Interview with Kyle Haefner, Chair of the Open Connectivity Foundation (OCF) Security Oversight Working Group and lead security architect at CableLabs

Following the February launch of the new IoT Security Assured certification, IASME has been working with the Open Connectivity Foundation (OCF) to map the scheme to OCF’s own framework. We asked Kyle Haefner, Chair of the OCF security oversight working group to tell us more about some of the challenges in IoT security and to help us understand the common ground between the two standards.

What is the story behind the Open Connectivity Foundation (OCF)? What is the motivation for the work you do?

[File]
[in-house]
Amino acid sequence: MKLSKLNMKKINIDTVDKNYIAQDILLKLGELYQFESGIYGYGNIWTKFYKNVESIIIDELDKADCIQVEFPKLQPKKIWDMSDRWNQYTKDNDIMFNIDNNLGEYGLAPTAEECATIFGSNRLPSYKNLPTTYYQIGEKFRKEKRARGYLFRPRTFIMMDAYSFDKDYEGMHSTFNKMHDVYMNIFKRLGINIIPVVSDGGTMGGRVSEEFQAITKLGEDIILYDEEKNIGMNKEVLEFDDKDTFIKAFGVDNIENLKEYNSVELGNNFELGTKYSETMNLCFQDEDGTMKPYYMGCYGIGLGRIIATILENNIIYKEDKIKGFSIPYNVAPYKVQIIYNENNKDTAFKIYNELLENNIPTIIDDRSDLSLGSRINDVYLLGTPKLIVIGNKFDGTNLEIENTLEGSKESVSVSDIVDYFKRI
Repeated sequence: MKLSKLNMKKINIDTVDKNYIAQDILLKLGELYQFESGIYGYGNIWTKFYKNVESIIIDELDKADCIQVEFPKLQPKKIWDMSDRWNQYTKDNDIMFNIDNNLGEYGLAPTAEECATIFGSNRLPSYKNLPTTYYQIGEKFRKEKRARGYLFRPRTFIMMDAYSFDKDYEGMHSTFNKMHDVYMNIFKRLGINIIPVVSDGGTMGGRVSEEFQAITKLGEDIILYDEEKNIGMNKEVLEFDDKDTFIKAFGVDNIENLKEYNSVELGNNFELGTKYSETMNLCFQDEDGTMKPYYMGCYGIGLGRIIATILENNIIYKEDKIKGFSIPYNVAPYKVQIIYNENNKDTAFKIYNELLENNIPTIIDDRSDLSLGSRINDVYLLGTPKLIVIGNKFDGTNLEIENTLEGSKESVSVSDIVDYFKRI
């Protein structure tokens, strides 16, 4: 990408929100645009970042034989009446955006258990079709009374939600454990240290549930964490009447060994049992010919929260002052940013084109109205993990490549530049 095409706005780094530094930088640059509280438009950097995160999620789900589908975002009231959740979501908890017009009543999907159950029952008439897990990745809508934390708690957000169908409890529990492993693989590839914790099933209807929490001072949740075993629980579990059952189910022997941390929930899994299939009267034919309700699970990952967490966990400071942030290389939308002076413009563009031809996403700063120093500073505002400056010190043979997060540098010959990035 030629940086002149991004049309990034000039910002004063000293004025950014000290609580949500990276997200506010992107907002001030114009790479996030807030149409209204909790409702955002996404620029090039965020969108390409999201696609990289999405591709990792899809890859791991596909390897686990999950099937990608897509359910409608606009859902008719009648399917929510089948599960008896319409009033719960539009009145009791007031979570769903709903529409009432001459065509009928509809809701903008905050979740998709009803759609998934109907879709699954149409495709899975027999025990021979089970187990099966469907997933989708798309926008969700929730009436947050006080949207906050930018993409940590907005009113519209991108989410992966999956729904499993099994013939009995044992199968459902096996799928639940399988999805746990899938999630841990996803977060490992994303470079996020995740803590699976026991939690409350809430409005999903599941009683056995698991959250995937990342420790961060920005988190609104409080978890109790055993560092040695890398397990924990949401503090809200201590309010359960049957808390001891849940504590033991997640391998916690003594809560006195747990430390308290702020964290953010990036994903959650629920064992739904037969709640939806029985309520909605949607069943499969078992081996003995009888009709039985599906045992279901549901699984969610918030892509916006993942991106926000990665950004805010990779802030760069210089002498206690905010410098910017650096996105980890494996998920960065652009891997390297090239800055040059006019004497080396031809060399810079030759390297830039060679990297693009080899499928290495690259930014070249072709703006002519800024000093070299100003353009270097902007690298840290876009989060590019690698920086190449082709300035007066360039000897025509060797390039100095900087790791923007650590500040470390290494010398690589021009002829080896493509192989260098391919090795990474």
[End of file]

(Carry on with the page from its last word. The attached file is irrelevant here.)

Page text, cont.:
There are already billions of IoT devices connected to the network and all predictions point toward billions and billions more. I find this simultaneously an exciting and terrifying prospect. Exciting because it will bring about new services and capabilities across many industries. New levels of automation and sensing capabilities, combined with recent advances in machine learning and A.I. has the potential to advance and enhance humanity at nearly every level. It is terrifying for many of the same reasons. These devices will integrate into our daily lives and become ubiquitous and indispensable. The opportunity for them to be abused is enormous and the security and privacy repercussions are grave. This is why securing these devices is so important and this is where OCF comes in. OCF is the amalgamation of several other IoT centric standards such as UPnP, the Allseen Alliance and Open Interconnect Consortium. OCF’s goal is to create a single standard that provides reliable device discovery and secure interoperable connectivity across OSs and platforms. What is great, is that the OCF specification is now a mature and internationally recognised standard.